Garment makers could be the first industry in Thailand to feel the adverse impact of the economic downturn in the United States the Bangkok Post reported. American importers have delayed reconfirming forward orders on garments for the second half of this year, according to Viroj Amatakulchai, a veteran garment exporter.

Mr Viroj, also a senator, suggested that Thai exporters reduce their dependence on the US market, which accounts for around 20 per cent of Thailand's total exports, contributing $70bn last year.

The textile and apparel sectors depend heavily on the United States for around 40-50 per cent of their total sales.

Mr Viroj said that traditionally, US importers would confirm forward orders by January. But this year they had been reluctant to make commitments because of falling consumer spending at home, he said.

Consequently, he forecast a decline in the growth of Thai exports in the second quarter of 2001.

He said his companies had switched focus to Japan instead, where growth was modest but prices were competitive. Other Thai exporters should consider pursuing long-term trade partnerships with the Japanese, he said.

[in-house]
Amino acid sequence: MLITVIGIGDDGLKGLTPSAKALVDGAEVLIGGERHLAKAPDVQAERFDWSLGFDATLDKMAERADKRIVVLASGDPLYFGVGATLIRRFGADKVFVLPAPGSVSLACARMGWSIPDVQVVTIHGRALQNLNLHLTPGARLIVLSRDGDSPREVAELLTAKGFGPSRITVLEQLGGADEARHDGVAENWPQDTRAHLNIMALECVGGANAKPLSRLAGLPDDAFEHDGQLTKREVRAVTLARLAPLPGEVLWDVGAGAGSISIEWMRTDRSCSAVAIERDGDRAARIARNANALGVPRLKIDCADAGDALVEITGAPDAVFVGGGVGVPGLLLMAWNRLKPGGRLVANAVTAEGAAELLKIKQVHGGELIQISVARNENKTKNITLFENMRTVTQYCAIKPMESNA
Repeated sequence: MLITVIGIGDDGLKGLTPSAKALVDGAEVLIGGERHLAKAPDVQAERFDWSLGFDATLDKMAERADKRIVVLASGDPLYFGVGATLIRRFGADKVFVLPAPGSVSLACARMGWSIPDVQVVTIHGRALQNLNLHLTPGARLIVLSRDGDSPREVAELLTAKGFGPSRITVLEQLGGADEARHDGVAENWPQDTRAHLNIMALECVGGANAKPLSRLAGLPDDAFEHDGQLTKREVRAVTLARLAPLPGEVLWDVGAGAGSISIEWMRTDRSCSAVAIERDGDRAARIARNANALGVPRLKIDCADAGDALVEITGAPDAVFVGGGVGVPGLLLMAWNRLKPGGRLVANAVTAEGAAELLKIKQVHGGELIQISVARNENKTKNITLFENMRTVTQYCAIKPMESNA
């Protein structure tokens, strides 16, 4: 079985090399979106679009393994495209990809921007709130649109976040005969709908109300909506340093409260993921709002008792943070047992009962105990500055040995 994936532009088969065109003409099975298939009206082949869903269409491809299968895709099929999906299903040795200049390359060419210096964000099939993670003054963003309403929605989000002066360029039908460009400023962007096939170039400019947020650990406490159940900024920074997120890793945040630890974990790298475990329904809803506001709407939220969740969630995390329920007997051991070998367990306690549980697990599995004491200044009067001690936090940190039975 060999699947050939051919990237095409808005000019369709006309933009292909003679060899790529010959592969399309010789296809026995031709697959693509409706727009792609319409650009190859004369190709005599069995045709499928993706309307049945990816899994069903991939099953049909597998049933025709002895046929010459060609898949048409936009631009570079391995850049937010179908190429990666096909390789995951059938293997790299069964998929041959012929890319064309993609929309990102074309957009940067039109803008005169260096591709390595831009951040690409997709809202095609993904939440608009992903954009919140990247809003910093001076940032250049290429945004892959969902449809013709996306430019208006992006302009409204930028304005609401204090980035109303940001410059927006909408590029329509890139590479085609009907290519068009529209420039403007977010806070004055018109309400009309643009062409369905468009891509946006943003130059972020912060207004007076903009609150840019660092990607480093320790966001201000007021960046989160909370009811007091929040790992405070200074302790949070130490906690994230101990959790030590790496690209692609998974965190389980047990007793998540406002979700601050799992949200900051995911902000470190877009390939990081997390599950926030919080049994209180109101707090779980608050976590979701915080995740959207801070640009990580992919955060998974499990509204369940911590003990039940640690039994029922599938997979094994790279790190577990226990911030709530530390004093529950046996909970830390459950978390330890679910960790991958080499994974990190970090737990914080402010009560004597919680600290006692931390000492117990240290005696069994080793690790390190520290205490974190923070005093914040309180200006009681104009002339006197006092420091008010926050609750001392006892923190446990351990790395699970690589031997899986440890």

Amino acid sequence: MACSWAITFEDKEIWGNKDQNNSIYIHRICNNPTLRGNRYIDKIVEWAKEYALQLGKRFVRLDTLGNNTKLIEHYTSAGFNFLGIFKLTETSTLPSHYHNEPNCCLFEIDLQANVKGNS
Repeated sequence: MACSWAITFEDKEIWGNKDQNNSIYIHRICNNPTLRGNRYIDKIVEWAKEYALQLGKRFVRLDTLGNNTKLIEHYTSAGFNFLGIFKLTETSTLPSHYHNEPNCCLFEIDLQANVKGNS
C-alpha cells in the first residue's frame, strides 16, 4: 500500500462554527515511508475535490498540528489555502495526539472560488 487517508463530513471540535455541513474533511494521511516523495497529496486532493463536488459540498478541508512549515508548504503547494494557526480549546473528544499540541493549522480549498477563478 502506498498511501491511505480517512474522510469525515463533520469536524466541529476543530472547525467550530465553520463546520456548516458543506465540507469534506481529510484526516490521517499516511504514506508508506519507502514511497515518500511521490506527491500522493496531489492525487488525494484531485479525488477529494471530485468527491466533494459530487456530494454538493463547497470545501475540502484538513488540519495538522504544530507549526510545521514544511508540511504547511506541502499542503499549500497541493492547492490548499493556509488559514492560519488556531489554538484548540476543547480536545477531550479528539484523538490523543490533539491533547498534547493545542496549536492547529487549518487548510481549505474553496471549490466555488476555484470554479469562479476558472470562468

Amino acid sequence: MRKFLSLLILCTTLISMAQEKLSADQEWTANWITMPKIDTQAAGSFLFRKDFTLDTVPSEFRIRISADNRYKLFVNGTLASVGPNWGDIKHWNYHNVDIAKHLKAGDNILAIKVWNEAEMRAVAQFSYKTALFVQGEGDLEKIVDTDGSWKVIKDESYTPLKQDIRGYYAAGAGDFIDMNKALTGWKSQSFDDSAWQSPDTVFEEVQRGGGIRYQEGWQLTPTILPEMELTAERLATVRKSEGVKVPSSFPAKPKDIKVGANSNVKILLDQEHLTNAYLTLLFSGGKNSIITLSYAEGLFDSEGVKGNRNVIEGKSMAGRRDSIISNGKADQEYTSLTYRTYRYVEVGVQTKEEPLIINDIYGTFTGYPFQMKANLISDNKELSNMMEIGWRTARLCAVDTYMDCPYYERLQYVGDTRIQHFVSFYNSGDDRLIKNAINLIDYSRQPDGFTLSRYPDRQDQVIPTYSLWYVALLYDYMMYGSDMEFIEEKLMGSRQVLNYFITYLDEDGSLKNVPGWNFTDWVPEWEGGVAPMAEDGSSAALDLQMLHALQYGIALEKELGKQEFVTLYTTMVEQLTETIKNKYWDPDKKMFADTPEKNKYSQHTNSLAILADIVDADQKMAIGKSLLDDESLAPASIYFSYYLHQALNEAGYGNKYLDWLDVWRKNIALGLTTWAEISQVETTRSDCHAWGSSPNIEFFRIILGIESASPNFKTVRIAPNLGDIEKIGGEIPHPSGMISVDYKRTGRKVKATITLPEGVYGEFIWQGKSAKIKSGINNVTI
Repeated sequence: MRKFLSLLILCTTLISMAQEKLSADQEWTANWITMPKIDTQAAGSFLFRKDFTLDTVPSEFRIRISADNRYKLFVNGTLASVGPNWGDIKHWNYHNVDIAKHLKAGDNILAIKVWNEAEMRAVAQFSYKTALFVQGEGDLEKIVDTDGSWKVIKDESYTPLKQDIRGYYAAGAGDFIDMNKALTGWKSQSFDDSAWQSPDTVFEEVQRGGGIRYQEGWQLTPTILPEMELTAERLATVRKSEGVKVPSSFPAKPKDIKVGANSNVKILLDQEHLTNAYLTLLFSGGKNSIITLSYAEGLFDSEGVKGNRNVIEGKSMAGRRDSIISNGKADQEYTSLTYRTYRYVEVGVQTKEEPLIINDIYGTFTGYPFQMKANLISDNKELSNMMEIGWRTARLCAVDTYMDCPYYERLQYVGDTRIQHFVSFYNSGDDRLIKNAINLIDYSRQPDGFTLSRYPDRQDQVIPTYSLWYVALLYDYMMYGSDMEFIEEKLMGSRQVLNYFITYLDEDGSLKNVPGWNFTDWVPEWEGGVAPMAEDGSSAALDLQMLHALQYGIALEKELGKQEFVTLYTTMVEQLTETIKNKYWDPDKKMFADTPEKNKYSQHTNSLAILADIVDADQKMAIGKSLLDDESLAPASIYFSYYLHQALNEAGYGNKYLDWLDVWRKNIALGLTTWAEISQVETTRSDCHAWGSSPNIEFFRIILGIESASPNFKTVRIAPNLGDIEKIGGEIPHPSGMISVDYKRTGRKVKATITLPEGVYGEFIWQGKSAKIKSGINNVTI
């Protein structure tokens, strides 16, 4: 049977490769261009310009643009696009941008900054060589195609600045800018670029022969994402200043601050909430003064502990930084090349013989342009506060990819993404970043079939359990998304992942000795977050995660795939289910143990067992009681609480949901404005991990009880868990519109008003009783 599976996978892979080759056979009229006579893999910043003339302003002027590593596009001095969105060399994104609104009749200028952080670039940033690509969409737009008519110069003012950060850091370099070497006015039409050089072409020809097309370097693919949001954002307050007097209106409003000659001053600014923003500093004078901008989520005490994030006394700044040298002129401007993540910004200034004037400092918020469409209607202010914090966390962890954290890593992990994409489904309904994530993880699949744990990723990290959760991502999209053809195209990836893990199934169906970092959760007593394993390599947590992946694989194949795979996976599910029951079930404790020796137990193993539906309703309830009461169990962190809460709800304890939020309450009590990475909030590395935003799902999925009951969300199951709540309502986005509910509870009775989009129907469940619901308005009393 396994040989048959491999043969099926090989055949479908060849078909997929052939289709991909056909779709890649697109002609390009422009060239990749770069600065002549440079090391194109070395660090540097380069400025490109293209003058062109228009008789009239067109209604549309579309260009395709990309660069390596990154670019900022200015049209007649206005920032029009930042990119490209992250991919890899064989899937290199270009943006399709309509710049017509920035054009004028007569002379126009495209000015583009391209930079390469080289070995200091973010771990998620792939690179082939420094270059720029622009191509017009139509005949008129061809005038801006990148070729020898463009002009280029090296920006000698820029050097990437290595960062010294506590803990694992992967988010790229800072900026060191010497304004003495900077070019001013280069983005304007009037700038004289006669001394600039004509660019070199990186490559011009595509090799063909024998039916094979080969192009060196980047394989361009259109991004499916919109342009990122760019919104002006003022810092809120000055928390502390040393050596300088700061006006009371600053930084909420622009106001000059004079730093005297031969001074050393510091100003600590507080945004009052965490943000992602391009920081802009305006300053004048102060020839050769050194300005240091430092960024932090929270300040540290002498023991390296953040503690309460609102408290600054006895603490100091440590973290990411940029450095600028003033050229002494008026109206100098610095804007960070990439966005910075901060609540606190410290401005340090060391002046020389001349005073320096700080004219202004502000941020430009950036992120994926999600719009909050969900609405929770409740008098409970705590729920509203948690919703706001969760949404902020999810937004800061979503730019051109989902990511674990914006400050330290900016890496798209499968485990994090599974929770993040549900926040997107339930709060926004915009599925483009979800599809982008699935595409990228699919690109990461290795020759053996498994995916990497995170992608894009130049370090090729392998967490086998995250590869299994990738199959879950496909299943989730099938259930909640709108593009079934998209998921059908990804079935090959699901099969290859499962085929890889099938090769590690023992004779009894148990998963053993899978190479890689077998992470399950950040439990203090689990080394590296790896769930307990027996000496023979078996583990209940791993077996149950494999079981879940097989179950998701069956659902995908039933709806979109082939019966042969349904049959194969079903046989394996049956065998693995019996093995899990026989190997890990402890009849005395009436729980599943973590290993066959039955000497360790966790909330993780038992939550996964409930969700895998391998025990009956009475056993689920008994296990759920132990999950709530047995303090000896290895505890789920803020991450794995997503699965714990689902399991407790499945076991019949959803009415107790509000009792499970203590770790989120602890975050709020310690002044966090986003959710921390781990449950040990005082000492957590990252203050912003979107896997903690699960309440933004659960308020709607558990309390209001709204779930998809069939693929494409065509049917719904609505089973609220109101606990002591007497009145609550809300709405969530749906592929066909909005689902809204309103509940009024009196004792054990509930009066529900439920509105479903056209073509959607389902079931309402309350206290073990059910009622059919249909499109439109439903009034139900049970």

Thailand exported about $1bn in garments to the United States in the first seven months of last year, a 20.9 per cent rise year-on-year. Japan was the second largest market at $149m, up 1.1 per cent. The UK was third at $100m, a rise of 18.2 per cent, according to the Thai Garment Manufacturers' Association.

Somchainuk Engtrakul, permanent secretary for Finance, said many export economies such as Hong Kong, Singapore and Malaysia, which depend heavily on the US, needed to focus on less conventional markets, including some Asian destinations.

For example, exports from Hong Kong to the United States account for 23 per cent of the territory's total exports or 26 per cent of its gross domestic product. The figures are similar for Singapore and Malaysia. Thailand's exports to the US are 20 per cent of its total but only 10 per cent of GDP.